Background and objectives: The prevalence of mineral metabolism abnormalities is almost universal in stage 5 chronic kidney disease (CKD), but the presence of abnormalities in milder CKD is not well characterized. Design, setting, participants, & measurements: Data on adults ≥20 yr of age from the National Health and Nutrition Examination Survey 2003-2004 (N = 3949) were analyzed to determine the association between moderate declines in estimated GFR (eGFR), calculated using the Modfication of Diet in Renal Disease formula, and serum intact parathyroid hormone (iPTH) ≥ 70 pg/ml. Results: The geometric mean iPTH level was 39.3 pg/ml. The age-standardized prevalence of elevated iPTH was 8.2%, 19.3%, and 38.3% for participants with eGFR ≥ 60, 45 to 59, and 30 to 44 ml/min/1.73 m2, respectively (P-trend < 0.001). After adjustment for age; race/ethnicity; sex; menopausal status; education; income; cigarette smoking; alcohol consumption; body mass index; hypertension; diabetes mellitus; vitamin D supplement use; total calorie and calcium intake; and serum calcium, phosphorus, and 25-hydroxyvitamin D levels - and compared with their counterparts with an eGFR ≥ 60 ml/min/1.73 m2 - the prevalence ratios of elevated iPTH were 2.30 and 4.69 for participants with an eGFR of 45 to 59 and 30 to 44 ml/min/1.73 m2, respectively (P-trend < 0.001). Serum phosphorus ≥ 4.2 mg/dl and 25-hydroxyvitamin D < 17.6 ng/ml were more common at lower eGFR levels. No association was present between lower eGFR and serum calcium < 9.4 mg/dl. Conclusions: This study indicates that elevated iPTH levels are common among patients with moderate CKD.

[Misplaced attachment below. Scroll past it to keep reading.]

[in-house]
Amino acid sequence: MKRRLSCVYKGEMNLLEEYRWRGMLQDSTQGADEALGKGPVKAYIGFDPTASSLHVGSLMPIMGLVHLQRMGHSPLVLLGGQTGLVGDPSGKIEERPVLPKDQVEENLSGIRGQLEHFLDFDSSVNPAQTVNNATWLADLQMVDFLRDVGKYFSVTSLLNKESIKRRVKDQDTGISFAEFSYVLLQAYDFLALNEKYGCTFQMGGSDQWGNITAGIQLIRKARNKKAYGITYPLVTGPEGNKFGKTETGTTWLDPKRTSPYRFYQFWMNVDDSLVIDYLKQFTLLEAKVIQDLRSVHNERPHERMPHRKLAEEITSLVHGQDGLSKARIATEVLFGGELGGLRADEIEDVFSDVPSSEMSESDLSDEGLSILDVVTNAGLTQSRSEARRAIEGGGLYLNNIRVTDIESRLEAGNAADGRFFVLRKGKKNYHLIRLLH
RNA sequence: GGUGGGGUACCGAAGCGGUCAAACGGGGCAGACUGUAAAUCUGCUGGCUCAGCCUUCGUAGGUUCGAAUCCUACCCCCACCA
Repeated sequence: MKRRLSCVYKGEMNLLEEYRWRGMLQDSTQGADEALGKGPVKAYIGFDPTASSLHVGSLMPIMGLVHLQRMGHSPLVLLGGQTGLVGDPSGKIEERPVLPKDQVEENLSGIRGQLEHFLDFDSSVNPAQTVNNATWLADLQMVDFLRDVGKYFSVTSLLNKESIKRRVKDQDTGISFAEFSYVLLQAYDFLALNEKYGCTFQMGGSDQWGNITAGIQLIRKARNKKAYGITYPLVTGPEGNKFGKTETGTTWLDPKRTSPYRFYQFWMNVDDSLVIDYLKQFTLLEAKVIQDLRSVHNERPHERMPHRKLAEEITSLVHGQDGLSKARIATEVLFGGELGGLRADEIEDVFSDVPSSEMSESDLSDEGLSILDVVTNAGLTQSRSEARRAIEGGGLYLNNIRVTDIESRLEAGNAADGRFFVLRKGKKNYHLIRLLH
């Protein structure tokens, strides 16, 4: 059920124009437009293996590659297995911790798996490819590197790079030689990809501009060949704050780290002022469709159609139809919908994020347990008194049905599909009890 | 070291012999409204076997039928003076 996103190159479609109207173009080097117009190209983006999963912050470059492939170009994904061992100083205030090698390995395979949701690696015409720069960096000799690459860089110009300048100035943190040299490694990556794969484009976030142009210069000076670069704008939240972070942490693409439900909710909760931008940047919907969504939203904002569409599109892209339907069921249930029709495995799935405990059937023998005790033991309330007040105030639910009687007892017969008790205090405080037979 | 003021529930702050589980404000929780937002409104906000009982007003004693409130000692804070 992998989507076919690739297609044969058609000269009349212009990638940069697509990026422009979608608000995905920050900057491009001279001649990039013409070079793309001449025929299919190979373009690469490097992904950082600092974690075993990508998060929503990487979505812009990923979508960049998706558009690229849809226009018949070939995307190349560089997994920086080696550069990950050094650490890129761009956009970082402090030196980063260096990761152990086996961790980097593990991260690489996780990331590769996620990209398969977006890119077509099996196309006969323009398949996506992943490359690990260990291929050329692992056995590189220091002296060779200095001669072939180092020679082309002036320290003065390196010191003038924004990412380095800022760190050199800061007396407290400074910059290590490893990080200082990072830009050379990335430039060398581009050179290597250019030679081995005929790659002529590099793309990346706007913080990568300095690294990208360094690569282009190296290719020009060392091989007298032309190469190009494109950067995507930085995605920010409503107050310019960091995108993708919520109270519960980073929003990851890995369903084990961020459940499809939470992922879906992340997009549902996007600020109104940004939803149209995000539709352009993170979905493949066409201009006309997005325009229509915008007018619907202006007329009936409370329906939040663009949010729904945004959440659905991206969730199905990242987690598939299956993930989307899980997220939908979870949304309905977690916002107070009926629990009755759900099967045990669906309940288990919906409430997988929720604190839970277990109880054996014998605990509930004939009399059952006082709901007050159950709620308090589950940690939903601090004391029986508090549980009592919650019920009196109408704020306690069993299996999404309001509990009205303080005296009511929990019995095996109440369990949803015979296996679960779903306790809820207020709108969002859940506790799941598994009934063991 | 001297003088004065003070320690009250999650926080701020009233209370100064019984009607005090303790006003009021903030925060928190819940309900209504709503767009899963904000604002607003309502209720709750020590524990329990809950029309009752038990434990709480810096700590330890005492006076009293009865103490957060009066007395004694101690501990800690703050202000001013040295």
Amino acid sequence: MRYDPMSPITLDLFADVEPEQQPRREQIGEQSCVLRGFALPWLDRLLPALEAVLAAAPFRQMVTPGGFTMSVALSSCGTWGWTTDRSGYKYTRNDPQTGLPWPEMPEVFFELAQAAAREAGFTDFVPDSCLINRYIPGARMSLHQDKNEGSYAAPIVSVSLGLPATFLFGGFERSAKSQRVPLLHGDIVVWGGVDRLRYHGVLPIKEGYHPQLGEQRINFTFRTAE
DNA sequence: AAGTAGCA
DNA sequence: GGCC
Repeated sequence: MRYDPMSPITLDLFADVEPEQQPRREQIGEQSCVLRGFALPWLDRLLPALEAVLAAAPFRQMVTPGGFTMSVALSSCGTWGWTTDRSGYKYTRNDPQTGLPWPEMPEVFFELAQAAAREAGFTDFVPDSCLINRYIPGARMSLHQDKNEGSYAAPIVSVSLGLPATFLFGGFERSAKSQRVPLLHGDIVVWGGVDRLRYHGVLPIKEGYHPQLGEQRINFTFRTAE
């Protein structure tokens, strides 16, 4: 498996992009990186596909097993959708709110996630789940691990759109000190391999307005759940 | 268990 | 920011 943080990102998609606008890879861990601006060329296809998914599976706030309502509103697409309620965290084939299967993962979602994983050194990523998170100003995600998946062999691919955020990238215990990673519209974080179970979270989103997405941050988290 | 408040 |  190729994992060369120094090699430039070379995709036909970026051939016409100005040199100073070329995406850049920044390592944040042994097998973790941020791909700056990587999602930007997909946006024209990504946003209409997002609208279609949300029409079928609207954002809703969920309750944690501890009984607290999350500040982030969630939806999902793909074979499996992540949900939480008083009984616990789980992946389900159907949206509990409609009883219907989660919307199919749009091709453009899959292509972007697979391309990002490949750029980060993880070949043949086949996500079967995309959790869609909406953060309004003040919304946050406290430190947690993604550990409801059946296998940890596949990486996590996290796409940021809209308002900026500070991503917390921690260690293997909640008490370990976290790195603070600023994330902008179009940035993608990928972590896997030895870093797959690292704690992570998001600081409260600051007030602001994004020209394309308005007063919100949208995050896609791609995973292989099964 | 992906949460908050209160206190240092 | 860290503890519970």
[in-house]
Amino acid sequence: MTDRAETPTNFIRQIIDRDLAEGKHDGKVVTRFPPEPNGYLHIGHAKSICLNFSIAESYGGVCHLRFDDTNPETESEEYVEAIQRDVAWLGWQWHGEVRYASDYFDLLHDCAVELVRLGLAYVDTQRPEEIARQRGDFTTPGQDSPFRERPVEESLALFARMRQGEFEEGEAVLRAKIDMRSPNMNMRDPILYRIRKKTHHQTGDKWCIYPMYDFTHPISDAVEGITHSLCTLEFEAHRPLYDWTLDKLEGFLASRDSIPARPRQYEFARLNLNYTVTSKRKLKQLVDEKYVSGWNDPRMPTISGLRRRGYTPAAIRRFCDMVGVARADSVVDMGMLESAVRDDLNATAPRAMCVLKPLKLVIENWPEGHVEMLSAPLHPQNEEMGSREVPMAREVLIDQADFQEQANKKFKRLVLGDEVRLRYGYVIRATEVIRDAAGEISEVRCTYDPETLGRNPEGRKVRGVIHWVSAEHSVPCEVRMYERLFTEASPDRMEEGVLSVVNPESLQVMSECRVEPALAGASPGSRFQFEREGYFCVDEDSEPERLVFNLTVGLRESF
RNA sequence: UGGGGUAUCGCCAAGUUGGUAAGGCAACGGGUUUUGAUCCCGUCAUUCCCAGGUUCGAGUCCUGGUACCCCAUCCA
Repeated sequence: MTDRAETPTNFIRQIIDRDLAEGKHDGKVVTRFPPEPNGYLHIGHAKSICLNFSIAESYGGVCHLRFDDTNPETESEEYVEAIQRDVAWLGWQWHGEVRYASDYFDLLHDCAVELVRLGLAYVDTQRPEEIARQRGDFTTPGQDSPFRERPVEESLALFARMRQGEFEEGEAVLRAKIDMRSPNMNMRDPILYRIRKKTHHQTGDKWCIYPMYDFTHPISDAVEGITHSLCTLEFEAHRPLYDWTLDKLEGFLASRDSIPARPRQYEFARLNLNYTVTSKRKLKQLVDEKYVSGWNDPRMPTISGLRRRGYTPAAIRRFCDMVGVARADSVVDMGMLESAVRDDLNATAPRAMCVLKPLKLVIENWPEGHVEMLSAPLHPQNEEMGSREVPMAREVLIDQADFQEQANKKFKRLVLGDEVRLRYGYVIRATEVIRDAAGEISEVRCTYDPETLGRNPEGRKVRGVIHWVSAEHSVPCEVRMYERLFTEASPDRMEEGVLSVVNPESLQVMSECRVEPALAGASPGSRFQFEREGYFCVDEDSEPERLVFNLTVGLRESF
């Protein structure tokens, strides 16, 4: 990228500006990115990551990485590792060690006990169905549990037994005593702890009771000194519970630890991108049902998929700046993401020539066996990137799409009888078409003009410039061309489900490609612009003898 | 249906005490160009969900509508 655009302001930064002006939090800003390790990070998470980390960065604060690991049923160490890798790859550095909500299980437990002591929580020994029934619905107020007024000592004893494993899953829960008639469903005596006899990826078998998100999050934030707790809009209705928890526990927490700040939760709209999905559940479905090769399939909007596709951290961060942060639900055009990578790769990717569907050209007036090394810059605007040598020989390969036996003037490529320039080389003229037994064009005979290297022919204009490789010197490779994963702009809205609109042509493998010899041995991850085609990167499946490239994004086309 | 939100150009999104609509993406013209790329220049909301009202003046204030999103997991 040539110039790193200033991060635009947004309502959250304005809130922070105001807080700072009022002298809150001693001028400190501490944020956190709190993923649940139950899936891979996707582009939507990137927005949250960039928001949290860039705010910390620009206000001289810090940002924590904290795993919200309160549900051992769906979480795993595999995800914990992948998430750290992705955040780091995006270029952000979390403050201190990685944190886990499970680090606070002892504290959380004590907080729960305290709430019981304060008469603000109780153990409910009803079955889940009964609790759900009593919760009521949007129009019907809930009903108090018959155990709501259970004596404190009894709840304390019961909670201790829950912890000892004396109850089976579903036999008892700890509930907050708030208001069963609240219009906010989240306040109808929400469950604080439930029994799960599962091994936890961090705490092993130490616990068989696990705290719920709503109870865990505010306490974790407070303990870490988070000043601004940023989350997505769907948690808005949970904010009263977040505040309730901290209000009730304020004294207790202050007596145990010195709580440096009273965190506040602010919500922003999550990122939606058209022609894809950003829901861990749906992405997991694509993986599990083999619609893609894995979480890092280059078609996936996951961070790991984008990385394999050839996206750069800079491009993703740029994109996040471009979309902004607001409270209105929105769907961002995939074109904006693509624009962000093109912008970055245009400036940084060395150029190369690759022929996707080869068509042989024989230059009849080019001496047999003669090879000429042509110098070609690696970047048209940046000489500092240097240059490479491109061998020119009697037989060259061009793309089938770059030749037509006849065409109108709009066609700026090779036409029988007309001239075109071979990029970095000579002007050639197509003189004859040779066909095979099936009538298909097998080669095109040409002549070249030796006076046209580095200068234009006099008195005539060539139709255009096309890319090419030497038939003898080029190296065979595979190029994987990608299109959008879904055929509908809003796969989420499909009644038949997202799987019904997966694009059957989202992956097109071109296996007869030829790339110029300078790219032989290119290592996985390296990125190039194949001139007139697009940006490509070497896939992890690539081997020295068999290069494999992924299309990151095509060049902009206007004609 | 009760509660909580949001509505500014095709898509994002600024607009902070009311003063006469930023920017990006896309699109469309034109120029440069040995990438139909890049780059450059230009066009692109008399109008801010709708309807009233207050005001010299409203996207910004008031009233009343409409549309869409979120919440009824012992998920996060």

|Original language||English (US)|
|Number of pages||9|
|Journal||Clinical Journal of the American Society of Nephrology|
|Publication status||Published - Jan 1 2009|
ASJC Scopus subject areas
- Critical Care and Intensive Care Medicine